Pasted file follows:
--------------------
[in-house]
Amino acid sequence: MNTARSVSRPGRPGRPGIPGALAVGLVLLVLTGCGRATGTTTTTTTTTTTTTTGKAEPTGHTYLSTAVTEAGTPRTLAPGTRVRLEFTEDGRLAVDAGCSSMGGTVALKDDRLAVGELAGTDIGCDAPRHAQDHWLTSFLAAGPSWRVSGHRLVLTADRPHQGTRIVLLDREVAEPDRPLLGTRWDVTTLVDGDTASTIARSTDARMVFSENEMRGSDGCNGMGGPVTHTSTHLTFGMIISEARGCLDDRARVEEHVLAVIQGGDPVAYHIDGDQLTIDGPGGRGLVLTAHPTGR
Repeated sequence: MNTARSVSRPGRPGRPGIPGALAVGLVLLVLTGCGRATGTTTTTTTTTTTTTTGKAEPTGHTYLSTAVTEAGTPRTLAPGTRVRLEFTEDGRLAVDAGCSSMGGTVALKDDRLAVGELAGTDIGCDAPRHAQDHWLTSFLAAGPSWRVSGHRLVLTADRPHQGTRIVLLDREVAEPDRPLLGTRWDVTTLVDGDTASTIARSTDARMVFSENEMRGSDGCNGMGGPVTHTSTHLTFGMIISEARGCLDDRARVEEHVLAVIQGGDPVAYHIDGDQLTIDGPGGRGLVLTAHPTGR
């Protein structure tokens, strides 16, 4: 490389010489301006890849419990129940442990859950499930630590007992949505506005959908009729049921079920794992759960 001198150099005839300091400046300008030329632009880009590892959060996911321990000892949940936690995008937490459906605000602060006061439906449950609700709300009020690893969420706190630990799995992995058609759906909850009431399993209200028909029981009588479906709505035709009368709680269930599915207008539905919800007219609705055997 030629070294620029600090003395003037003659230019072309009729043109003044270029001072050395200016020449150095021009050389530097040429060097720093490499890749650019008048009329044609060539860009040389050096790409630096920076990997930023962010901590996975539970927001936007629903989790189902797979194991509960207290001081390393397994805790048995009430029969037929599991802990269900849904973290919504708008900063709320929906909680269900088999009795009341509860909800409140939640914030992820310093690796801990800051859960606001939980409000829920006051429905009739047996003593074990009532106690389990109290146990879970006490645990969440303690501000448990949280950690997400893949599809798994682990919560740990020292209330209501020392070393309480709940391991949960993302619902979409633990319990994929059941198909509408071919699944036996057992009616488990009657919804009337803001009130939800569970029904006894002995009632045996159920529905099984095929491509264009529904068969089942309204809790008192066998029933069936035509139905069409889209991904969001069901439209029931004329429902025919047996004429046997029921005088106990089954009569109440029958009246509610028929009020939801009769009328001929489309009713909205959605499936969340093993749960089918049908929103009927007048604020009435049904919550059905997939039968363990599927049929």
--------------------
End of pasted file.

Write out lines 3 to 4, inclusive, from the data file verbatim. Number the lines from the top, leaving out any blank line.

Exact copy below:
Repeated sequence: MNTARSVSRPGRPGRPGIPGALAVGLVLLVLTGCGRATGTTTTTTTTTTTTTTGKAEPTGHTYLSTAVTEAGTPRTLAPGTRVRLEFTEDGRLAVDAGCSSMGGTVALKDDRLAVGELAGTDIGCDAPRHAQDHWLTSFLAAGPSWRVSGHRLVLTADRPHQGTRIVLLDREVAEPDRPLLGTRWDVTTLVDGDTASTIARSTDARMVFSENEMRGSDGCNGMGGPVTHTSTHLTFGMIISEARGCLDDRARVEEHVLAVIQGGDPVAYHIDGDQLTIDGPGGRGLVLTAHPTGR
């Protein structure tokens, strides 16, 4: 490389010489301006890849419990129940442990859950499930630590007992949505506005959908009729049921079920794992759960 001198150099005839300091400046300008030329632009880009590892959060996911321990000892949940936690995008937490459906605000602060006061439906449950609700709300009020690893969420706190630990799995992995058609759906909850009431399993209200028909029981009588479906709505035709009368709680269930599915207008539905919800007219609705055997 030629070294620029600090003395003037003659230019072309009729043109003044270029001072050395200016020449150095021009050389530097040429060097720093490499890749650019008048009329044609060539860009040389050096790409630096920076990997930023962010901590996975539970927001936007629903989790189902797979194991509960207290001081390393397994805790048995009430029969037929599991802990269900849904973290919504708008900063709320929906909680269900088999009795009341509860909800409140939640914030992820310093690796801990800051859960606001939980409000829920006051429905009739047996003593074990009532106690389990109290146990879970006490645990969440303690501000448990949280950690997400893949599809798994682990919560740990020292209330209501020392070393309480709940391991949960993302619902979409633990319990994929059941198909509408071919699944036996057992009616488990009657919804009337803001009130939800569970029904006894002995009632045996159920529905099984095929491509264009529904068969089942309204809790008192066998029933069936035509139905069409889209991904969001069901439209029931004329429902025919047996004429046997029921005088106990089954009569109440029958009246509610028929009020939801009769009328001929489309009713909205959605499936969340093993749960089918049908929103009927007048604020009435049904919550059905997939039968363990599927049929």